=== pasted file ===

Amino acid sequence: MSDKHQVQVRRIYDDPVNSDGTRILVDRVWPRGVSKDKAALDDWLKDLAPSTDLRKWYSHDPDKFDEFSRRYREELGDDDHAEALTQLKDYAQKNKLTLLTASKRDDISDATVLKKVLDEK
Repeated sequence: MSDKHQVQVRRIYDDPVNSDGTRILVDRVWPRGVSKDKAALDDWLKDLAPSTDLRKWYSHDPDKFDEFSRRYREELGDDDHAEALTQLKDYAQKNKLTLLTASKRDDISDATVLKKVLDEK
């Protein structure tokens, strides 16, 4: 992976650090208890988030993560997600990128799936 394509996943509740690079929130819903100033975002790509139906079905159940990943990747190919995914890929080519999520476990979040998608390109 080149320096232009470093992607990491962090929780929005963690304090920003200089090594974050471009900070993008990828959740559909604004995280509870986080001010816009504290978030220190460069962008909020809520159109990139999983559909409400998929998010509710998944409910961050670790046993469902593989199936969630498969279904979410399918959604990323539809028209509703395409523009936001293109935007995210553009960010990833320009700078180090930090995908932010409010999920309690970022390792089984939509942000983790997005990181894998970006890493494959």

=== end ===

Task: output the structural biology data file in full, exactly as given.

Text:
Amino acid sequence: MSDKHQVQVRRIYDDPVNSDGTRILVDRVWPRGVSKDKAALDDWLKDLAPSTDLRKWYSHDPDKFDEFSRRYREELGDDDHAEALTQLKDYAQKNKLTLLTASKRDDISDATVLKKVLDEK
Repeated sequence: MSDKHQVQVRRIYDDPVNSDGTRILVDRVWPRGVSKDKAALDDWLKDLAPSTDLRKWYSHDPDKFDEFSRRYREELGDDDHAEALTQLKDYAQKNKLTLLTASKRDDISDATVLKKVLDEK
């Protein structure tokens, strides 16, 4: 992976650090208890988030993560997600990128799936 394509996943509740690079929130819903100033975002790509139906079905159940990943990747190919995914890929080519999520476990979040998608390109 080149320096232009470093992607990491962090929780929005963690304090920003200089090594974050471009900070993008990828959740559909604004995280509870986080001010816009504290978030220190460069962008909020809520159109990139999983559909409400998929998010509710998944409910961050670790046993469902593989199936969630498969279904979410399918959604990323539809028209509703395409523009936001293109935007995210553009960010990833320009700078180090930090995908932010409010999920309690970022390792089984939509942000983790997005990181894998970006890493494959």